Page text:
The military wants to bring the U-2 spy plane into the 21st century with artificial intelligence technology, The Wall Street Journal reported.
According to the news outlet, Air Force reconnaissance experts have enlisted Stanford University engineering and business students to develop advanced computer programs to analyze the old-style Kodak film currently used by U-2s over Afghanistan, Iraq, Korea, Syria, and other hot zones.
If the effort works, computers would be able to quickly scan miles of U-2 film – and count cars, airplanes, motorcycles, buildings, and even individual people, something human analysts now have to painstakingly plow through.
"Our analysts are already saturated with data — too much imagery, too few analysts, and too little time," Air Force Col. Jason Brown, commander of the 480th Intelligence, Surveillance and Reconnaissance Wing, told the Journal. "Imagine if an algorithm could sweep through the data to cue analysts on potential areas of concern. Airmen could spend less time searching and more time making sense of the things they see."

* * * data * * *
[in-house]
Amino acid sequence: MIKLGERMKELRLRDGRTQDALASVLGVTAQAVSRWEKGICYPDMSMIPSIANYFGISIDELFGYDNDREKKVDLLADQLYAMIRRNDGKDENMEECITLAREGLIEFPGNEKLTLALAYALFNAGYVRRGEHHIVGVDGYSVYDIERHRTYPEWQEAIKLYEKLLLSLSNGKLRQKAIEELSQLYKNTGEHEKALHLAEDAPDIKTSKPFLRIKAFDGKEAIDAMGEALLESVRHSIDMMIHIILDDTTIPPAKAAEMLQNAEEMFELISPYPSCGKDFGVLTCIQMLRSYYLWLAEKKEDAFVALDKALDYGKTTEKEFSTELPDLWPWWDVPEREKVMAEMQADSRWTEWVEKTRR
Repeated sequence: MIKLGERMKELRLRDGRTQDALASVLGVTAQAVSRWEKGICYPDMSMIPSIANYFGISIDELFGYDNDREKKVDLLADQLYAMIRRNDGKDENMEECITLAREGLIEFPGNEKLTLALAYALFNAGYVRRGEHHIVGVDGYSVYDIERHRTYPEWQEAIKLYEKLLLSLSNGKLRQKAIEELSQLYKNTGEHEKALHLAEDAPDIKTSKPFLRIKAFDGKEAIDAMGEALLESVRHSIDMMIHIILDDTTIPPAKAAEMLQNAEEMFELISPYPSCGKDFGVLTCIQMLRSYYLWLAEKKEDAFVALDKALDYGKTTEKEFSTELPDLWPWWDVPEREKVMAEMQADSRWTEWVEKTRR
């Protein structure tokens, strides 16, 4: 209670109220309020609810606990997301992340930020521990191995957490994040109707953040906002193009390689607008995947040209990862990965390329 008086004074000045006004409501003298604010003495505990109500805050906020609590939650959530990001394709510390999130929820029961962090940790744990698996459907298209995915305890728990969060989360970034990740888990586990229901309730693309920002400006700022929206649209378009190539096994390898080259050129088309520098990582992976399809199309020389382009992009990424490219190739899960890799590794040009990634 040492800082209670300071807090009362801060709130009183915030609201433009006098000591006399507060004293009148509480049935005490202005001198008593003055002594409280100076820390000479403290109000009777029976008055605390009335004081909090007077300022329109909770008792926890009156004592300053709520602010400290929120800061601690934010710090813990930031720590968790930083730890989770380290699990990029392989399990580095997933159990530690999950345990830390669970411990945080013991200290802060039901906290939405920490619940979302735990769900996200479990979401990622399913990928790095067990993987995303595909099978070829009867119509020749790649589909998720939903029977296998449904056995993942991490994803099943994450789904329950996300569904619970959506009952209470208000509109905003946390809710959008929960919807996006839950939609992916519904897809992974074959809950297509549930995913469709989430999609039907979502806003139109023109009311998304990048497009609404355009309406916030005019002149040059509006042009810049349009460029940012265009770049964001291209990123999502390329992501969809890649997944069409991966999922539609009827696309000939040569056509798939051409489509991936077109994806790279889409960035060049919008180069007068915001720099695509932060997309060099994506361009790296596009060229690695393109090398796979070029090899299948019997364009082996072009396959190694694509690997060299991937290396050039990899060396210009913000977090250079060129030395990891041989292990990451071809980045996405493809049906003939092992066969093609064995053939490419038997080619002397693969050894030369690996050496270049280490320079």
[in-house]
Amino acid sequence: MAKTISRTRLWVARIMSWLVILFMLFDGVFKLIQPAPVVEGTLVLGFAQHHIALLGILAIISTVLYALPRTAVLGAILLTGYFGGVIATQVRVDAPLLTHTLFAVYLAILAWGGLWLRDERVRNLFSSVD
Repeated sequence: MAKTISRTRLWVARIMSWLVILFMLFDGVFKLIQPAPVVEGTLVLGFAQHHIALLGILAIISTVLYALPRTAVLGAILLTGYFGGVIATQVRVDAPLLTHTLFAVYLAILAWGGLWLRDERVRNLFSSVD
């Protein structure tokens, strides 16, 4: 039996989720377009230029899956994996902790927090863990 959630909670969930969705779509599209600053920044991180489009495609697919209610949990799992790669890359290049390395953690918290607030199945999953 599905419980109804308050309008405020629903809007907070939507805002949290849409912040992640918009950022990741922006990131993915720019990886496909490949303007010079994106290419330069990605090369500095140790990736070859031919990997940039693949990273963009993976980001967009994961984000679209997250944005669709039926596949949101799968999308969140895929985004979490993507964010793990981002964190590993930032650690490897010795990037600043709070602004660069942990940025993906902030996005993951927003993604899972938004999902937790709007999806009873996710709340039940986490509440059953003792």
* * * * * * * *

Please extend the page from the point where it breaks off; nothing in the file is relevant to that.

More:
The first U-2 spy plane became operational in 1957 under the aegis of the Central Intelligence Agency; three years later, U-2 pilot Francis Gary Powers was shot down while taking photographs over the Soviet Union, sparking an international incident. In 1962, then United States Ambassador Adlai Stevenson unveiled U-2 images at the United Nations to prove the Soviets had installed missiles in Cuba.
Today, updated U-2 planes that are part of a fleet flown by Air Force pilots conduct combat missions over Afghanistan, Syria, and Iraq, as well as performing humanitarian surveillance – including bringing back images of Hurricane Katrina damage in New Orleans in 2005 and damage caused by the 2010 Haiti earthquake, the Journal noted.
But humans can read only about 5 percent of the images the spy planes capture. The Air Force is hoping computers can learn to scan the images, the Journal reported.
Stanford students working with Air Force experts have already developed a prototype of an automated system to read the U-2 imagery, through a class called Hacking 4 Defense, and the Air Force is expected to test the system soon, the Journal reported.
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